CAT POETRY OF THE EARLY MODERN PERIOD

John Skelton - cat poetryCats made their mark upon men’s hearts, whether for better or for worse, throughout the poetry and literature of the Early Modern PeriodJohn Skelton (1460-1529), a poet laureate under Henry VII and Henry VIII’s Jester, wrote a poem much like Agathias did in 550 AD entitled, Philip Sparrow.

 

Philip Sparrow

“When I remember again

How my Philip was slain,

Never half the pain

Was between you twain,

Pyramust this be, (tragic lovers in the tale by Ovid)

As then befell me.

I wept and I wailed,

But nothing it availed

To call Philip again,

Whom Gib our cat had slain.

 

Oh Cat of churlish kind,

The fiend was in your mind

When thou my bird untwin’d!

I would thou hadst been blind!

The leopards savage,

The lions in their rage

Might catch thee in their paws,

And gnaw thee in their jaws!

The serpents of Libany

Might sting thee venomously!

The dragons with their tongues

Might poison thy liver and thy lungs!

The manticors of the mountains

Might feed upon thy brains!

 

An it were a Jew,

It would make one rue,

To see my sorrow new.

These villainous false cats

were made for mice and rats.

 

From me was taken away

By Gib, our cat savage,

 

That in furious rage

Caught Philip by the head

And slew him there stark dead!

 

(Payne & Hunter, 2003, pp. 3-11)

 

Joahim du Bellay- cat poetryIn addition, there were other poets, Joachim du Bellay (1525-60), for example, who greatly loved and grieved the loss of his cat if only just because it offered him some respite from the gnawing rats and mice that plagued his mattress at night.

 

Eptiah on a Pet Cat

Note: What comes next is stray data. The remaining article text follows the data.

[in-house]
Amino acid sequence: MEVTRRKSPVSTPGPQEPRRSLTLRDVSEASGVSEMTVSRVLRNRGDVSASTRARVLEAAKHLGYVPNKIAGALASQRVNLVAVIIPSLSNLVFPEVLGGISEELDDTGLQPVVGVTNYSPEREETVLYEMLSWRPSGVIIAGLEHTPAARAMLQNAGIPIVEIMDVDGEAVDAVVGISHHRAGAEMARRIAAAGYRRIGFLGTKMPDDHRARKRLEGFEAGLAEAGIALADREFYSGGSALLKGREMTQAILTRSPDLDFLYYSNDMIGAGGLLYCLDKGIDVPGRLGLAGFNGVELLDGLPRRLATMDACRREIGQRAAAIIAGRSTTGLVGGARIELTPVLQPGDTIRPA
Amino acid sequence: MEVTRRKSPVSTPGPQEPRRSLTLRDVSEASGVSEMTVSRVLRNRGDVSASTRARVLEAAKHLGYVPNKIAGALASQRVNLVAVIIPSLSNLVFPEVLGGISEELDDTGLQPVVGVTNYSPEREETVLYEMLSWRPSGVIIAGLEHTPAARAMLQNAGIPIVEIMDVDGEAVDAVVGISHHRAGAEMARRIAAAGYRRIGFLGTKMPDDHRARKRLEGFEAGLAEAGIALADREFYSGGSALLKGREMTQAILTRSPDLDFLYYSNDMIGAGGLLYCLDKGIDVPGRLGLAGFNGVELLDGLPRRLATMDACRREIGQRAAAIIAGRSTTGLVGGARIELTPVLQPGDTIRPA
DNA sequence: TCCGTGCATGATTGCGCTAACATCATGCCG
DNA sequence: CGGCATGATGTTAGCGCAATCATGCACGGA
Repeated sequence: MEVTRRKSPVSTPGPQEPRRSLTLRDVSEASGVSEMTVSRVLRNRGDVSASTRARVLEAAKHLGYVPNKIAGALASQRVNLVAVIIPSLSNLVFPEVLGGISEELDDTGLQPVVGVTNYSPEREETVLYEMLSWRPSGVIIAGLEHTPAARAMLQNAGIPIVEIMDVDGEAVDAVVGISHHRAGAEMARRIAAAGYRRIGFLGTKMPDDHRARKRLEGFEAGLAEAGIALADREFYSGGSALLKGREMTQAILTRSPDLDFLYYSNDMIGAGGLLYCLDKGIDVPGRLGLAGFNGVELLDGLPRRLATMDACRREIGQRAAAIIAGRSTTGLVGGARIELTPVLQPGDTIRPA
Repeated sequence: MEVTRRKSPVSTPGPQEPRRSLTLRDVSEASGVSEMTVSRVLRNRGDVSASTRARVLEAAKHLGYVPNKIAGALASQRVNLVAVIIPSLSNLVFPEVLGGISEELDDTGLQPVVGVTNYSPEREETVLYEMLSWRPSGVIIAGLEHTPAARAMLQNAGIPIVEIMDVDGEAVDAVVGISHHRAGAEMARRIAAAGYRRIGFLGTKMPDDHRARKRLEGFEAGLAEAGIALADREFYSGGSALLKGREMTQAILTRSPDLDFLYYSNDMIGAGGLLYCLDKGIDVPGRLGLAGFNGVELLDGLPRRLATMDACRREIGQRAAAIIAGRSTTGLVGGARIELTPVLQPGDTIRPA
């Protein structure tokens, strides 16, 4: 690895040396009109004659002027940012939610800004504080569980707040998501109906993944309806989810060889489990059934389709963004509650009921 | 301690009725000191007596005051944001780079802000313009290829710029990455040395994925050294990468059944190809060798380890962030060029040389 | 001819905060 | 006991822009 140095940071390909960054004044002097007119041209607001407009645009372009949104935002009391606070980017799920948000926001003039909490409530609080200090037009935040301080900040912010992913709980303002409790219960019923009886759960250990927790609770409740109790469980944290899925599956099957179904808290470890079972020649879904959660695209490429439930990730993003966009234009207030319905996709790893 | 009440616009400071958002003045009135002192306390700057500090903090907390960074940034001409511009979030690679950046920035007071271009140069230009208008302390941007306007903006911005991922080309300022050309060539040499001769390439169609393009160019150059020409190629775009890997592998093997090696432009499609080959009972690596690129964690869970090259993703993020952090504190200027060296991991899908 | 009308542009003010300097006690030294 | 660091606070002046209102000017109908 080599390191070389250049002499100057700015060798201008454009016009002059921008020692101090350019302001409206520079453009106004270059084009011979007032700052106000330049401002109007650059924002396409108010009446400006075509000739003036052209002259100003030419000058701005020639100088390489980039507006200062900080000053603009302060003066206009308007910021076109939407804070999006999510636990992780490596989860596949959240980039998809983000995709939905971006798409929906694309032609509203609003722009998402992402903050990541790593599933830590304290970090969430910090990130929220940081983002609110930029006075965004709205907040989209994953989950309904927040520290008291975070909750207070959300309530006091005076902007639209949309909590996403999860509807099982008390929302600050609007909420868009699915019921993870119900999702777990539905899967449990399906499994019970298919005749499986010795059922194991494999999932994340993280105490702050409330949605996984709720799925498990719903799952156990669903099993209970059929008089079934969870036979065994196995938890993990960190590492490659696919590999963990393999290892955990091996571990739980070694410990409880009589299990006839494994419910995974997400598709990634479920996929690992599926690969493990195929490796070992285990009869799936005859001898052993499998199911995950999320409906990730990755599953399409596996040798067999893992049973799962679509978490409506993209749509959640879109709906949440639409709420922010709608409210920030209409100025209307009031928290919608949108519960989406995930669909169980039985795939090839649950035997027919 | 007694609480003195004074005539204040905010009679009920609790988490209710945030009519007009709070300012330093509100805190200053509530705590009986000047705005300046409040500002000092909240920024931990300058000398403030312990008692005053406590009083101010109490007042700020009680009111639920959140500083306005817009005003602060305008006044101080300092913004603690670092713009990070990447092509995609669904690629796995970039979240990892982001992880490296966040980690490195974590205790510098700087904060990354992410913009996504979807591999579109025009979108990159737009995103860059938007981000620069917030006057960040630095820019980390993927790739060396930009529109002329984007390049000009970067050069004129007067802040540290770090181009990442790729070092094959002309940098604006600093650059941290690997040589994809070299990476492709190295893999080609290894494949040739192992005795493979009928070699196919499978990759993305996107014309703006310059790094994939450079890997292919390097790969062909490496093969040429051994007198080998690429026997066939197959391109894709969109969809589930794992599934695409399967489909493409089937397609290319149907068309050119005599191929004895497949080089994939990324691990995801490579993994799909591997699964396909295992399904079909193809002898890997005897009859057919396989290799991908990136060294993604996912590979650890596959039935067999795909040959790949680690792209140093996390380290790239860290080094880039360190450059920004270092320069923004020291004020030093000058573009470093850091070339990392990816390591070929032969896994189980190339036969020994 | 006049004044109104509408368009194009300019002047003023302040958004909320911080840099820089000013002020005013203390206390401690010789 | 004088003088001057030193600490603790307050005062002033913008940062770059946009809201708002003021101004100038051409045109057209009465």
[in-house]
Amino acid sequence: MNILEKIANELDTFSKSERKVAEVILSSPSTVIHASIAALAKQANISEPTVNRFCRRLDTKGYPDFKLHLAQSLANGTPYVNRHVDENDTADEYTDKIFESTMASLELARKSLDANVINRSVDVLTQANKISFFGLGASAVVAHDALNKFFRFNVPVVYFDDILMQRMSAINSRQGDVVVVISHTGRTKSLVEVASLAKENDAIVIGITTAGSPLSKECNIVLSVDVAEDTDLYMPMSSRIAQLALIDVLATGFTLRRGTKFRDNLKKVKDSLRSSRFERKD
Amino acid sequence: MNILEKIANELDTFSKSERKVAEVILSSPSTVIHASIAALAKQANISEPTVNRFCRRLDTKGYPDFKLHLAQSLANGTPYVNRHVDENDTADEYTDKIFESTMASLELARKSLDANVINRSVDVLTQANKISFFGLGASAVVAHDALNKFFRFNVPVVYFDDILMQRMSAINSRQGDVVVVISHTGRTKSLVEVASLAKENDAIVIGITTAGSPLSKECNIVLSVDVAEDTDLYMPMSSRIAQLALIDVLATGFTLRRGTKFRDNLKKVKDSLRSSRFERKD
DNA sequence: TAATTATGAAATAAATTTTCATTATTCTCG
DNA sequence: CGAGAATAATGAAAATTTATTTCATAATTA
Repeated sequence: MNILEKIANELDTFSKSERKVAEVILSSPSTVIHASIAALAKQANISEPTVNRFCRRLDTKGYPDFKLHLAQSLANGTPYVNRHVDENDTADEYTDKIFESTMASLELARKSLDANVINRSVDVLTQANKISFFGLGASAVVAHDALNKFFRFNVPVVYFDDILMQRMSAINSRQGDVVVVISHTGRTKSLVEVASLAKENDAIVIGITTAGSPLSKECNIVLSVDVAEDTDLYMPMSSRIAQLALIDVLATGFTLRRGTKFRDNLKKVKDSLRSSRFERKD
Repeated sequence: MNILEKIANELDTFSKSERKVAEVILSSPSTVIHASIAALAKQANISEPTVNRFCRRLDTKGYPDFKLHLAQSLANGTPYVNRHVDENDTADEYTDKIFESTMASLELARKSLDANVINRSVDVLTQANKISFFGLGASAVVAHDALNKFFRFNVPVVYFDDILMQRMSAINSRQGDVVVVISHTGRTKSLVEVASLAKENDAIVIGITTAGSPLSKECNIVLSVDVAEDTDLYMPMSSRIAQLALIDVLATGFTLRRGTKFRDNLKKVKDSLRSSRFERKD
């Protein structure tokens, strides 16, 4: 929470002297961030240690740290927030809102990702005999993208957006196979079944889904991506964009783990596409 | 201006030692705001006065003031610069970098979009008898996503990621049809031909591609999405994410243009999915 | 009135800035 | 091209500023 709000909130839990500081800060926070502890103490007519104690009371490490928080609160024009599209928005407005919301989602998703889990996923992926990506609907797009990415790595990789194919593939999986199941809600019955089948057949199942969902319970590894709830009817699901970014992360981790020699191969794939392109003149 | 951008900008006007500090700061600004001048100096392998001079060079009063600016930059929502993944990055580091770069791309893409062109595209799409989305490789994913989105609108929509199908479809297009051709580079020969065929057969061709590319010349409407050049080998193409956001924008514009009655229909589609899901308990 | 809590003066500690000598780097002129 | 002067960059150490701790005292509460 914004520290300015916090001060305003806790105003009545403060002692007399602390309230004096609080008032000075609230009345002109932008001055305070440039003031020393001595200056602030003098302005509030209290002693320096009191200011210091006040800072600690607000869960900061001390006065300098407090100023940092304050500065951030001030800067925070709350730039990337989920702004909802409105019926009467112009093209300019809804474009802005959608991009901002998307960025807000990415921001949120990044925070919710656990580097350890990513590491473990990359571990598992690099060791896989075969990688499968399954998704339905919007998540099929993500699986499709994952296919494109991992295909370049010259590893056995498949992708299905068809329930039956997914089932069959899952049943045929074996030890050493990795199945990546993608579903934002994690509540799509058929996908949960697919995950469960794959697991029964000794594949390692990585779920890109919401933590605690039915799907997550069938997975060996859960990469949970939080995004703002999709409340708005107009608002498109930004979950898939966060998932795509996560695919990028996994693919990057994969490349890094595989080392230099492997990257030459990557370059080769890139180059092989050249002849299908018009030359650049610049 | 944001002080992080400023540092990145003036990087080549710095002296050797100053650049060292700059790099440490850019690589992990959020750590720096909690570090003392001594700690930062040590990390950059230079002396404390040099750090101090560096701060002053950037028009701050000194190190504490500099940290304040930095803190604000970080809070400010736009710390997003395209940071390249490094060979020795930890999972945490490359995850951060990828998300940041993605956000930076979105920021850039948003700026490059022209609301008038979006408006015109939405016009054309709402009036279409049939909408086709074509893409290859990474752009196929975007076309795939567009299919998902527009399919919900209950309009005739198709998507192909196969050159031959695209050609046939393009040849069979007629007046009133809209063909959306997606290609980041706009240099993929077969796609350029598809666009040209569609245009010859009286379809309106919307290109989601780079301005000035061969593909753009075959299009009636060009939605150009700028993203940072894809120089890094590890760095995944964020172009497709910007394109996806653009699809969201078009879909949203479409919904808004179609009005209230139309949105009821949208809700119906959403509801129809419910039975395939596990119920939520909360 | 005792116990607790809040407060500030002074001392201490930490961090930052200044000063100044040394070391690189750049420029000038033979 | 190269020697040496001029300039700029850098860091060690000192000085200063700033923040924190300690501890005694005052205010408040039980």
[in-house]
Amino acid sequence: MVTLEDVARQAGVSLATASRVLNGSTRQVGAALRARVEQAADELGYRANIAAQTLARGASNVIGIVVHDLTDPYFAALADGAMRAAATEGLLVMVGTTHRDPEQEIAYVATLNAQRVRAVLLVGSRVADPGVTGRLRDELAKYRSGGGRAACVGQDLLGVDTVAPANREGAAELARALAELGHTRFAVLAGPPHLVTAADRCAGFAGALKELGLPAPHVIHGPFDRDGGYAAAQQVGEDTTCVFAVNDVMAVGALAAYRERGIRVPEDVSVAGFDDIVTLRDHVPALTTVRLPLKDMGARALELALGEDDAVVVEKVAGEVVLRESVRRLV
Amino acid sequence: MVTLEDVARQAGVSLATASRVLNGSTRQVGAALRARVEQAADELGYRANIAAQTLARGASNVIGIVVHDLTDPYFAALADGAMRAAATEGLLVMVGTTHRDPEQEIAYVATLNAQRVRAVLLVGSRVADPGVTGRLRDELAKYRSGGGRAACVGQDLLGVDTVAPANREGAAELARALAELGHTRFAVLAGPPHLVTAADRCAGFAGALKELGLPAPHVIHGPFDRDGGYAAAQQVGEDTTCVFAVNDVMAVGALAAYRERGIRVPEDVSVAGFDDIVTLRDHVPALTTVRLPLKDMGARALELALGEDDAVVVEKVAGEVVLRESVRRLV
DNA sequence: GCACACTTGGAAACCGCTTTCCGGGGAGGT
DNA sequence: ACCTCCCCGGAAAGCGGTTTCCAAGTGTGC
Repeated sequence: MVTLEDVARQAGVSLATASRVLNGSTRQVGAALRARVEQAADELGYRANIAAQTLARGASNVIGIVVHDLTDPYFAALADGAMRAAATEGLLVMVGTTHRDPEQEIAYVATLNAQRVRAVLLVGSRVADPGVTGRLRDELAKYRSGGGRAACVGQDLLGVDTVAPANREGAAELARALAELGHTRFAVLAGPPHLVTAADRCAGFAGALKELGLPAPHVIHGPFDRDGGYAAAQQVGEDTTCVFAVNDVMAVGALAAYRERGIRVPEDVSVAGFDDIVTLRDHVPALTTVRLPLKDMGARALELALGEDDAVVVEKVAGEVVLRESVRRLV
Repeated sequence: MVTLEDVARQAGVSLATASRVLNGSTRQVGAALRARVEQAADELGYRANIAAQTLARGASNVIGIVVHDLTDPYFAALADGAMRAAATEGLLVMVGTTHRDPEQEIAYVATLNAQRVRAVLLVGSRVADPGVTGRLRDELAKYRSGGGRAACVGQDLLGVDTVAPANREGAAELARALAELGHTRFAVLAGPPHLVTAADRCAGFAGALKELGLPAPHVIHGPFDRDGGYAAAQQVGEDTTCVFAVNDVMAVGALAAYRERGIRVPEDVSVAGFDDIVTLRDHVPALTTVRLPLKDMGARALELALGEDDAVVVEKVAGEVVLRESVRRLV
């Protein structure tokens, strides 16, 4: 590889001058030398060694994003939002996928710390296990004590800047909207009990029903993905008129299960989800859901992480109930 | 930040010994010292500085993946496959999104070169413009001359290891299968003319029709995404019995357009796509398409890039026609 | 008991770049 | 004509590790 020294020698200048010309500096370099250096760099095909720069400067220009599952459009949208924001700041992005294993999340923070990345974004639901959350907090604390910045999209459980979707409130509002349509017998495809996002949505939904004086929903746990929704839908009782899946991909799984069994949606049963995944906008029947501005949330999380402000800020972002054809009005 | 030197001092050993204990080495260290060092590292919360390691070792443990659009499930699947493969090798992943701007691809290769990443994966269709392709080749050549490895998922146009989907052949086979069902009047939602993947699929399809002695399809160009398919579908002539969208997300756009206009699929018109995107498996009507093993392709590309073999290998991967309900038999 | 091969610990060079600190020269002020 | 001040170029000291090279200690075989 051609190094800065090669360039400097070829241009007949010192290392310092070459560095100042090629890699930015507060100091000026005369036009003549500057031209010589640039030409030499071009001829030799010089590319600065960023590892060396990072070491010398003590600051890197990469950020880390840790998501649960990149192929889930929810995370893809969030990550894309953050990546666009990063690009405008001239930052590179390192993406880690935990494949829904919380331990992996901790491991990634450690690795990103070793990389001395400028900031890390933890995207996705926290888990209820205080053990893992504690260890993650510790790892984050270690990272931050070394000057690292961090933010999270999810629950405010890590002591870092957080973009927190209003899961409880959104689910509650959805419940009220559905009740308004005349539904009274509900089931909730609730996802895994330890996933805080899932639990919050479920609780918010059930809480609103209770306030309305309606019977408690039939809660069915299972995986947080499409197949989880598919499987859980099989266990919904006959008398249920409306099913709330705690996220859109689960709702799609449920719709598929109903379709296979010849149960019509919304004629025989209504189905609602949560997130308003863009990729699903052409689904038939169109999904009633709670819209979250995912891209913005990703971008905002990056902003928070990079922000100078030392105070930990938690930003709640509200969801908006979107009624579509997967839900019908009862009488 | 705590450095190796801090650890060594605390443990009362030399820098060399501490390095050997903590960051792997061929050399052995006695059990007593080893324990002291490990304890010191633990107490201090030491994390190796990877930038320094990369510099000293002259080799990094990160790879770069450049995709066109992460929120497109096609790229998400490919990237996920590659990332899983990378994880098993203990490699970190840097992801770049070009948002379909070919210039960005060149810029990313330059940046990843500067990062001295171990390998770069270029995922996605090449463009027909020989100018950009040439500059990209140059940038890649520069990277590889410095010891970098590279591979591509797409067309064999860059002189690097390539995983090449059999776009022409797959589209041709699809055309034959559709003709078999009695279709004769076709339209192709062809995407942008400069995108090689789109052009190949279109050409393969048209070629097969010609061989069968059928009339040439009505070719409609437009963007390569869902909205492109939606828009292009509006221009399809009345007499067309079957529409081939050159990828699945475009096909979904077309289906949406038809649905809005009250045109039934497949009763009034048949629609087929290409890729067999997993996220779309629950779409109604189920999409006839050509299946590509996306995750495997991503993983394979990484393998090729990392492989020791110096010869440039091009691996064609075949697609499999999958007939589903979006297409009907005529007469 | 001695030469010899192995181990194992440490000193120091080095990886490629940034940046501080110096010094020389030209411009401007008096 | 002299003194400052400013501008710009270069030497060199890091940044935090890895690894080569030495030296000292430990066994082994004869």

My life seems dull and flat,

And, as you’ll wonder what,

Magney, has made this so,

I want you first to know

It’s not for rings or purse

But something so much worse:

Three days ago I lost

All that I value most,

My treasure, my delight,

I cannot speak, or write,

Or even think of what

Belaud, my small grey cat

Meant to me, tiny creature,

Masterpiece of nature

In the whole world of cats,–

And certain death to rats!—

Whose beauty was worthy

Of immortality.

 

Then a detailed description of Belaud….

 

My only memory

Of him annoying me

Is that, sometimes at night

When rats began to gnaw

And rustle in my straw

Mattress, he’d waken me

Seizing most dexterously

Upon them in their flight.

 

Now that the cruel right hand

Of death comes to demand

My bodyguard from me,

 

My sweet security

Gives way to hideous fears;

Rats come and gnaw my ears,

And mice and rats at night

Chew up the lines I write!”

(Ayer, n.d. pp.26-31)

 


Gib is a reference to an old tom cat, derived from a contraction of the name Gilbert.

 

REFERENCES

NA (n.d.). The poet’s cat. Ayer Publishing.

Payne, M. and Hunter, J. (2003). Renaissance literature:  an anthology. Wiley-Blackwell.

 

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